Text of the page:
1857 - 1924
Joseph Conrad, the author who wrote Lord Jim, died August 3, 1924. He was 66.
Conrad was born Jozef Teodor Konrad Korzeniowski in Berdichev, Ukraine on December 3, 1857.
When Conrad was four, his father was arrested for plotting against the czar. He and his family were exiled into northern Russia where his young son began to get an appreciation for the classics.
Conrad, whose father got a job translating Shakespeare and Victor Hugo into Russian, began to read voraciously, especially the works of Charles Dickens, Sir Walter Scott and William Thackeray.
Attending school in Poland and Switzerland, Conrad eventually became a seaman. He joined the French merchant marine, and sailed to such locations as Java, Palestine, Bangkok, Singapore and Greece, gathering fodder for his future literary works.
In 1889, he became the commander of a Congo River steamboat. His experiences on the Congo was his main inspiration for one of his most successful stories, Heart of Darkness.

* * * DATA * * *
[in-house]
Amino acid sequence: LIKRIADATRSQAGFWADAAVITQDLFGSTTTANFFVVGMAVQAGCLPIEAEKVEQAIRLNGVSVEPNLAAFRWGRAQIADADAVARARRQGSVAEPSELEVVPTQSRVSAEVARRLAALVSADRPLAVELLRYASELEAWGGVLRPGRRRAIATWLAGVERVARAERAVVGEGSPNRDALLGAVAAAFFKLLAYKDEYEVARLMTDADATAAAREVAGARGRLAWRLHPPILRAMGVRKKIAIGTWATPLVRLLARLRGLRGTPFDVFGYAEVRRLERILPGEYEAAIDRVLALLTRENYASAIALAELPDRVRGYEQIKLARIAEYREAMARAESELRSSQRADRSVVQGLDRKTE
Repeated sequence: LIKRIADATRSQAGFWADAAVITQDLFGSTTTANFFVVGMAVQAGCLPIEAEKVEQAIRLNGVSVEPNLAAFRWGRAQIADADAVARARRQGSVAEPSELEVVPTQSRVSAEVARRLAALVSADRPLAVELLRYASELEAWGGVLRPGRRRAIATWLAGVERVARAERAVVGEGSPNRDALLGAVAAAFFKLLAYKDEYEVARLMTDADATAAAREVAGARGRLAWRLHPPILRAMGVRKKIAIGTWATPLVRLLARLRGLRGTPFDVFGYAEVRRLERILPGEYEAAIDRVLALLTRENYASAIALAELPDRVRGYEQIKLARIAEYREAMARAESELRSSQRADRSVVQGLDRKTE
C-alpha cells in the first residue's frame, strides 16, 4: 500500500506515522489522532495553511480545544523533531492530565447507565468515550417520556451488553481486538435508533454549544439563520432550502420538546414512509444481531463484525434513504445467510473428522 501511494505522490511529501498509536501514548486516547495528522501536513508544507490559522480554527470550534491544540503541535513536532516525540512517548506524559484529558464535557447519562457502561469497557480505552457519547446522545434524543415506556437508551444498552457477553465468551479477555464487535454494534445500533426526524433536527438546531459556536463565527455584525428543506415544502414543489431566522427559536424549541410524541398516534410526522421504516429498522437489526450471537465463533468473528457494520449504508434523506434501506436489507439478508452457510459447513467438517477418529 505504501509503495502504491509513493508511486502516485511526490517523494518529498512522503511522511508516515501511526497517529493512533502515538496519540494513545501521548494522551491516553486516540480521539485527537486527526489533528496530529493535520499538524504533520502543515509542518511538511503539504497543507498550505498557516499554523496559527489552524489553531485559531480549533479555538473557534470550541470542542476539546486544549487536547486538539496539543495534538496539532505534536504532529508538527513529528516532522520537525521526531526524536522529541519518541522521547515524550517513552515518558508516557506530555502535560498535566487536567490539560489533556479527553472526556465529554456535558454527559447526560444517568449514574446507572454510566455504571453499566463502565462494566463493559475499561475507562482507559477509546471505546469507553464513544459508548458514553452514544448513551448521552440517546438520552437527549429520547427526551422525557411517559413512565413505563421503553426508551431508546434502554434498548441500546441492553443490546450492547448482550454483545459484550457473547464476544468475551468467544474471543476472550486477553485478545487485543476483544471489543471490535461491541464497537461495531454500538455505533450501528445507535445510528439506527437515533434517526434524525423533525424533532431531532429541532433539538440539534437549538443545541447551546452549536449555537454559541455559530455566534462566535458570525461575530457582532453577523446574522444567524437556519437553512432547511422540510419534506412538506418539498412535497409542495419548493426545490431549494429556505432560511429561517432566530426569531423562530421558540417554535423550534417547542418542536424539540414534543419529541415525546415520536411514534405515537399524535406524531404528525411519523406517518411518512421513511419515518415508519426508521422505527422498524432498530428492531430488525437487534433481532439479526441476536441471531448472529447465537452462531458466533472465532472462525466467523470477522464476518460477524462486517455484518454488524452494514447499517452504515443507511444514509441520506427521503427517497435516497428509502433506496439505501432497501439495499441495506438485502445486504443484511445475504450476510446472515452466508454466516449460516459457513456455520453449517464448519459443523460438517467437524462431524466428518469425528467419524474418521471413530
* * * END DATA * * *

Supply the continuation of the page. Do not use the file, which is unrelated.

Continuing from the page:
In the 1960's, Conrad’s other major work, Lord Jim, was made into a movie starring Peter O’toole in the title role.
Other works by Conrad include the novels Almayer’s Folly, The Inheritors, Nostromo, The Secret Agent, The Arrow of Gold and The Nature of a Crime.
Some of his short stories, in addition to Heart of Darkness, include Youth: A Narrative, and Two Other Stories, The End of the Tether and Tales of Hearsay.
Conrad died in Canterbury, England on August 3, 1924.